Shares of Clover Health (NASDAQ:CLOV) have lost about half of their value since Chamath Palihapitiya’s special acquisition company took it public just a few months ago. Despite a few months of lousy performance, enthusiasm for the digital health upstart is still going strong on Wall Street. Bank of America recently reiterated its buy rating on the stock with a $15 price target that suggests it could double your money.
A new direct contracting program from the Centers for Medicare and Medicaid Services (CMS) inspired Bank of America analyst Kevin Fischbeck to make such a bold call. Could he be right, or is this just a flash in the pan?
A rough start
Before we can measure Clover Health’s ability to turn its stock price around, it’s important to understand why it dropped in the first place. In a nutshell, investors were hoping that access to more capital through a recent IPO would accelerate growth.
Investors were more than a little disappointed this March when the company told investors to expect somewhere between 10,000 and 12,000 new Medicare Advantage enrolled clients by the end of 2021. That’s nothing to sneeze at, but it isn’t any better than the company had been performing before it raised around $670 million by merging with one of Palihapitiya’s SPACs in January. Clover expects to finish 2021 with between 68,000 and 70,000 members but there were already over 66,000 Medicare Advantage members under Clover Health’s care this February.
It’s important to remember the vast majority of Medicare Advantage beneficiaries update their enrolment status around the same time each year, so expecting just a few thousand new members through the end of 2021 is hardly a reason to panic. Clover Health still expects Medicare Advantage membership to grow at a healthy rate that lands somewhere between 17% and 21% higher than in 2020.
Clover Health is a technology company with an unusual feature. Historically, around 80% of its sales come from direct contact between employees and Medicare beneficiaries. Once we consider the effect lockdowns had on general foot traffic among older adults last year, the company’s recent performance has been more impressive than it looks and it’s about to improve.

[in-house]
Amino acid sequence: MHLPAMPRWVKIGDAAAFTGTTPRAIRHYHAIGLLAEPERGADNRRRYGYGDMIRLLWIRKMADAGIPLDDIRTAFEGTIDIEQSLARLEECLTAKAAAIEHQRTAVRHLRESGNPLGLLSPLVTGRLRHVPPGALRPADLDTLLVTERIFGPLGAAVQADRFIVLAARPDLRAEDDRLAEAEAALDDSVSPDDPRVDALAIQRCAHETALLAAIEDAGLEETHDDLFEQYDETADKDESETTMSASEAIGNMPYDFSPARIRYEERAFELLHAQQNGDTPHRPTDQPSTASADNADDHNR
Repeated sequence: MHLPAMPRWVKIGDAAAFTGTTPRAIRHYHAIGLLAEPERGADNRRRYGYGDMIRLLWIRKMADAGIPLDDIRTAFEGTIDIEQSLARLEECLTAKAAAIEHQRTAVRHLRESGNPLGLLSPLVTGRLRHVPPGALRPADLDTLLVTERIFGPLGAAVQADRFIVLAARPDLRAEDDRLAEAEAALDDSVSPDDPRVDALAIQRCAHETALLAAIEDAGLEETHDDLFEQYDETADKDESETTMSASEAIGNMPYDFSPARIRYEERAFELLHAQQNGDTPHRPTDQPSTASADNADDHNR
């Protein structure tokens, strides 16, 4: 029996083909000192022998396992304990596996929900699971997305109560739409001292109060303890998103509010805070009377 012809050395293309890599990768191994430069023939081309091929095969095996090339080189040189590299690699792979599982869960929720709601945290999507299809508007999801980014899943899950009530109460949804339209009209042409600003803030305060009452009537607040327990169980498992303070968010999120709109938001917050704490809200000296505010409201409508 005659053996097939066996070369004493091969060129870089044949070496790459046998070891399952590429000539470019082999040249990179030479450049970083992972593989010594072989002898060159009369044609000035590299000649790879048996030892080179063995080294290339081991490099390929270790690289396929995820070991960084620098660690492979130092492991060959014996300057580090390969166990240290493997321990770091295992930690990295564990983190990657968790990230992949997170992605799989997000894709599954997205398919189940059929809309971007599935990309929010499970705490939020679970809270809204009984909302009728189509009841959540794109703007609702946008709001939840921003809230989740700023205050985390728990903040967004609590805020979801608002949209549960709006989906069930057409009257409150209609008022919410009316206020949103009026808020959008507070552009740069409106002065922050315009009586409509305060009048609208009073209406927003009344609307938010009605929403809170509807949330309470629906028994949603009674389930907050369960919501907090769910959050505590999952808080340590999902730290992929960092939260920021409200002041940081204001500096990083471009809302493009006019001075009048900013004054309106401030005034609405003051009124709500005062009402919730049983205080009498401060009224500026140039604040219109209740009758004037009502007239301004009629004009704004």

Something new from Medicare
Recently, CMS implemented a new program that’s right up Clover Health’s alley called the Global and Professional Direct Contracting Model. This is an effort to reduce expenses while improving the quality of care for Medicare Advantage beneficiaries. If this sounds familiar, it’s because the Affordable Care Act established Accountable Care Organizations (ACOs) for the same purpose nearly a decade ago.
In order to receive bonuses from Medicare ACOs generally just need to keep their own members healthy enough to avoid expensive hospitalizations, which produces some flawed incentives. In a nutshell, some ACOs have learned it’s a lot easier to beat national benchmarks for quality through selective arrangements with healthcare providers and suppliers rather than through true care management for everyone that needs it.
The new Direct Contracting program is a way to make a company like Clover Health accountable for all Medicare expenses incurred in designated geographic regions. This incentivizes companies to bring every available patient in their region into the fold while penalizing any attempts to avoid enrolling less-healthy subgroups.
Right up Clover Health’s alley
Once Clover Health establishes a presence in Medicare Advantage markets, this scrappy underdog wins a majority of new beneficiaries and retains them at a higher rate than giant competitors like, CVS Health (NYSE:CVS) and UnitedHealth Group (NYSE:UNH). Offering physicians significantly higher reimbursement rates to conduct appointments with the Clover Assistant app is the single most effective tool Clover Health has for onboarding new physicians. Over time, providing well-coordinated care with help from the Clover Assistant helps to keep medical costs low, including beneficiaries’ out-of-pocket costs.
Clover Health expects total Medicare Advantage costs to reach around 90% of premiums received this year. Medical care ratios that fall below 85% incur a stiff penalty from CMS. This means Clover Health’s operational performance is hardly any worse than its gigantic peers. Remember, CMS reimburses Clover Health at the same rate for coordinating care that it offers UnitedHealth and CVS Health. Somehow, though, Clover still manages to cut physicians a much larger slice of the pie.
New beneficiaries with uncoordinated care tend to rack up significantly more medical expenses in their first year with Clover Health than during subsequent years. Despite the challenge, Clover expects its medical care ratio for Direct Contacting to be around 100% in 2021 as the company gains access to 200,000 Medicare beneficiaries through contracts with participating providers.
Clover Health’s past performance doesn’t guarantee surging revenues year after year, but the company is positioned to make it happen. The next several quarters will probably be highly volatile for the stock but there’s a good chance it will more than double your money over the long run.
This article represents the opinion of the writer, who may disagree with the “official” recommendation position of a Motley Fool premium advisory service. We’re motley! Questioning an investing thesis — even one of our own — helps us all think critically about investing and make decisions that help us become smarter, happier, and richer.